For the first time, had a chance to consider about human expansion from a viewpoint of fashion. It was a very meaningful time to know that there are various viewpoints in fashion design as well. I am looking forward to seeing how fashion design will be updated in the future. 

-Uncanniness frontier connects artists, fashion, business-

(By Teppei Fujimoto, Hitotsubashi University)

Until now I always thought that people called “artists” are distant from the business world and are of an unusual people who are pursuing their own sensitivity. But that was a mistake. I learned that they have for a long time played a very important role in the business world. This discovery occurred while I was listening to Mr. Nagami’s lecture and learned “artists are uncanniness adorers.” Mr. Nagami says ” When a person sees something, he sometimes finds it uncanny and sometimes not. Stability is a sense of comfortableness obtained as a result of scraping up pieces of knowledge he already holds about the thing.  Uncanniness emerges when such a stable picture crumbles.” Artists like uncanniness, which general consumers would rather avoid. He however further said using an example in which the sleeve which Vietnamese dubbed suddenly gradually penetrated to general consumers, “Things that modern people find not uncanny used to be taken uncanny before. This frontier, or borderline, which demarcates not uncanny or uncanny, constantly continues to expand.”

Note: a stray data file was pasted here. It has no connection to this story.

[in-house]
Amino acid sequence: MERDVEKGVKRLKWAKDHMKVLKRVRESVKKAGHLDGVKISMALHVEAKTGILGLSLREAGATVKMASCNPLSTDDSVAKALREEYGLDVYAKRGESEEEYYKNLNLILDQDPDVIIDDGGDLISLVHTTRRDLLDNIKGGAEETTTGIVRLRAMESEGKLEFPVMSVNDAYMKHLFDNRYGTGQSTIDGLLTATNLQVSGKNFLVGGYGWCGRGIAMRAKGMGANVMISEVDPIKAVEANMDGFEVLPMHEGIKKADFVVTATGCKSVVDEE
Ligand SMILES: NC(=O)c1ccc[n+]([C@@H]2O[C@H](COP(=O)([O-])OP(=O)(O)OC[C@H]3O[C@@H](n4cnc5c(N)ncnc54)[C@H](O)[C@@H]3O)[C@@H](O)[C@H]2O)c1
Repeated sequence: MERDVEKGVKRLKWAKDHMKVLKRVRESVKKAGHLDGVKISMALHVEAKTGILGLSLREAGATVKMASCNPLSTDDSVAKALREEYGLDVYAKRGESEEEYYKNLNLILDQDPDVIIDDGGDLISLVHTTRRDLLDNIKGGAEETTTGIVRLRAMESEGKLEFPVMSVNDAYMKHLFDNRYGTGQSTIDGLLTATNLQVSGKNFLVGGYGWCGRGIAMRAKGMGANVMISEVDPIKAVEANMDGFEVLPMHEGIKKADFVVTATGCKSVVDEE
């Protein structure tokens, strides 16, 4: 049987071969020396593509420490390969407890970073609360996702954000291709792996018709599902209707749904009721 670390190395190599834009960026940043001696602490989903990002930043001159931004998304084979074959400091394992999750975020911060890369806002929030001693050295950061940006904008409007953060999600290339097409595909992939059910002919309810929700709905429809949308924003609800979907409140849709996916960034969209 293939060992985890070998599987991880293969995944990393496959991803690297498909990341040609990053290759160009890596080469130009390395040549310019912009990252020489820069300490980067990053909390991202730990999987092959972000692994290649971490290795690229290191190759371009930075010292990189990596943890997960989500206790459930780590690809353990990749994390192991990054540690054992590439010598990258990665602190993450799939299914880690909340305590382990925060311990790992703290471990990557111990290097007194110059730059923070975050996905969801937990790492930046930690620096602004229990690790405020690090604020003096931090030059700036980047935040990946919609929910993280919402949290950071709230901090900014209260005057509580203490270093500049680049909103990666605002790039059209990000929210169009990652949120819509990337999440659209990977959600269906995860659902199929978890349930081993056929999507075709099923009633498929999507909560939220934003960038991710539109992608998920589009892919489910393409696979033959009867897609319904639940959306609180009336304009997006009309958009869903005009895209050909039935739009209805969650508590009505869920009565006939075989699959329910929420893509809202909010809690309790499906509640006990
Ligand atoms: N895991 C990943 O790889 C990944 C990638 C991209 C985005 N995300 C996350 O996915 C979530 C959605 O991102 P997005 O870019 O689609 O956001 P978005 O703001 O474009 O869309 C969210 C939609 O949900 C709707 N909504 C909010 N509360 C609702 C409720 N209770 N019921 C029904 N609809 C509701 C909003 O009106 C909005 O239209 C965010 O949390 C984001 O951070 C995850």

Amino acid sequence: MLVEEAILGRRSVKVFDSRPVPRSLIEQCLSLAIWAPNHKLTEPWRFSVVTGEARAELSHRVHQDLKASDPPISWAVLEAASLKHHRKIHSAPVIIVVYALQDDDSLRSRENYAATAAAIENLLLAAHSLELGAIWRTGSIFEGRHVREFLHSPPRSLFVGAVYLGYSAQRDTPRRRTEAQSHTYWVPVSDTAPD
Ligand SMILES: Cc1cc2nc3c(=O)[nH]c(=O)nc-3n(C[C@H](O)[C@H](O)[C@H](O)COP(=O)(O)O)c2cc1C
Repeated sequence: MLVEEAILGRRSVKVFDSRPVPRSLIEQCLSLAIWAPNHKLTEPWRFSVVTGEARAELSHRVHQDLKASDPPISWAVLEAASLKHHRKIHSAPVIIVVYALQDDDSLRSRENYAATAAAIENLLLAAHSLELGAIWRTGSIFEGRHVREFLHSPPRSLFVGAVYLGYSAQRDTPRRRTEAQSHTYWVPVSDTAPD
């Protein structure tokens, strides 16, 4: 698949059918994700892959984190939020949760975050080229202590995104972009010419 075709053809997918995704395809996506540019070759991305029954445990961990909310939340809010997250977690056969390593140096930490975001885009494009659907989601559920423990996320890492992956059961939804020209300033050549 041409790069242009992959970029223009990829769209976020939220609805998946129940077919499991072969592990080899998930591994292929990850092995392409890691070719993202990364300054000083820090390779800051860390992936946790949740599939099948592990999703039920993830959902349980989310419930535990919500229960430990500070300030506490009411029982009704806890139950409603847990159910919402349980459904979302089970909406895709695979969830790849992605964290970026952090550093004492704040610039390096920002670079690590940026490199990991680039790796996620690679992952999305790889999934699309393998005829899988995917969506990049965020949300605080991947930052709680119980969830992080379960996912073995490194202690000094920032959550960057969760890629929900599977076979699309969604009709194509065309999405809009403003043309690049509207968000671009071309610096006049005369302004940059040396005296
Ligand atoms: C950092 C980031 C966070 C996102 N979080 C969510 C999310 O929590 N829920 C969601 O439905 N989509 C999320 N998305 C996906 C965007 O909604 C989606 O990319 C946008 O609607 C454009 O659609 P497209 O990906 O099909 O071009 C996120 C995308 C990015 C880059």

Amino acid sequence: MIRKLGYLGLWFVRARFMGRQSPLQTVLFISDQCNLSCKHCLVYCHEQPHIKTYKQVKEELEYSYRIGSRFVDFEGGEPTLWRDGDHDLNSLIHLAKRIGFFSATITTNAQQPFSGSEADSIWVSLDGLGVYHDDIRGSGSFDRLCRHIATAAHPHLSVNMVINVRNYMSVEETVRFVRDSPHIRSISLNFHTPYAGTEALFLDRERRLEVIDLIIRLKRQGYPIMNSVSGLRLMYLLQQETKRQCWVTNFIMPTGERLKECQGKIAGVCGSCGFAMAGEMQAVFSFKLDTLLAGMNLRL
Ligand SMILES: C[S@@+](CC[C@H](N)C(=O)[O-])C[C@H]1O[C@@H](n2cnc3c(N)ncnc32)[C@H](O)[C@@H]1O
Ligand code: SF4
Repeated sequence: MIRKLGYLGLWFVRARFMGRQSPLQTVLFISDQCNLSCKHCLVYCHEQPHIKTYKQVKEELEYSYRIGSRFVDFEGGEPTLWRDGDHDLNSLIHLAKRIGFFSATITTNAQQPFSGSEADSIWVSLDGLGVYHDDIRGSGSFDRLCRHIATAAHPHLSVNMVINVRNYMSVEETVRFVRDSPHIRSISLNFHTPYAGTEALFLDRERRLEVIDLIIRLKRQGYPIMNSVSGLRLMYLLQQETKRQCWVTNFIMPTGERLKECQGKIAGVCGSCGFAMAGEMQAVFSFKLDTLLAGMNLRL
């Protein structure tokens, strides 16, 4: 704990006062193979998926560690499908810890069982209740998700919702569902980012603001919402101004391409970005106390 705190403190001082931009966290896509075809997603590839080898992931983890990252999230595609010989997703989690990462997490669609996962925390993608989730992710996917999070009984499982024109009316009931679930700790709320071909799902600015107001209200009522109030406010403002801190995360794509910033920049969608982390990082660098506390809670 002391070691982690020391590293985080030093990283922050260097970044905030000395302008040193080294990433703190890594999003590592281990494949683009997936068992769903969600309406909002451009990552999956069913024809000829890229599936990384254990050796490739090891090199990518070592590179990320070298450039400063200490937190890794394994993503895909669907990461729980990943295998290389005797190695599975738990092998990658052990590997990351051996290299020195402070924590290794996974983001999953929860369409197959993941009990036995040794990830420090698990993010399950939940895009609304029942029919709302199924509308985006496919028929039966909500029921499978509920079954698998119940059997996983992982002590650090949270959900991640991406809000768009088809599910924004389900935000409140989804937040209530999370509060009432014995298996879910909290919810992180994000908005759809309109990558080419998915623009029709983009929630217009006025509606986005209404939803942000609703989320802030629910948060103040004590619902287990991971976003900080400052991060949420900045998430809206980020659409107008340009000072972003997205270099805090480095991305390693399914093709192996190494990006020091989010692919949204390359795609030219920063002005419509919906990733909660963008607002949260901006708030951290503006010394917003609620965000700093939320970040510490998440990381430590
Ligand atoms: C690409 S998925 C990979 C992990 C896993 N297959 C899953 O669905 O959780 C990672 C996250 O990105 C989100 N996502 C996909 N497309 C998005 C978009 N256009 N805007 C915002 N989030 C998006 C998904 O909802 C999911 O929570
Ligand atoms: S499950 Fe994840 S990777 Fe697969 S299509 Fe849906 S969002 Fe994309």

Indeed, unless there are artists pursuing uncanniness, the frontier general consumers reach doesn’t move forward. Without them, we would have felt uncanniness looking at the person walking in the city with a T-shirt and a pair of jeans today. In the modern market, companies using IT, including services like Amazon, Google, etc., measure and analyze everything we do in our daily lives and have sophisticated marketing activities. They can suggest what we need even before we do realize what we need. In an “ultimate form of marketing” they can induce people buy things subliminally and that will lead consumption in the future. However, what they can measure and analyze is “the past” at all times. Perhaps it is at best consuming more “jeans” that Google would recommend to people who already wear jeans every day as what they look at as data is always the past.

With the help from artists who pursue and propose uncanniness and spread the frontier, a man who wears jeans everyday might for the first time come up with the idea of trying a new, recently emerging kinds of trousers. “Artists” are not people who are diverting from the business world pursuing their favorite things, but also people who constantly create the way of our self-realization and some seeds for future consumption. I now recognize them as irreplaceable even in the context of marketing.

HATRA ファッションデザイナー 長見佳祐氏講演「モードの輪郭」2018.6.26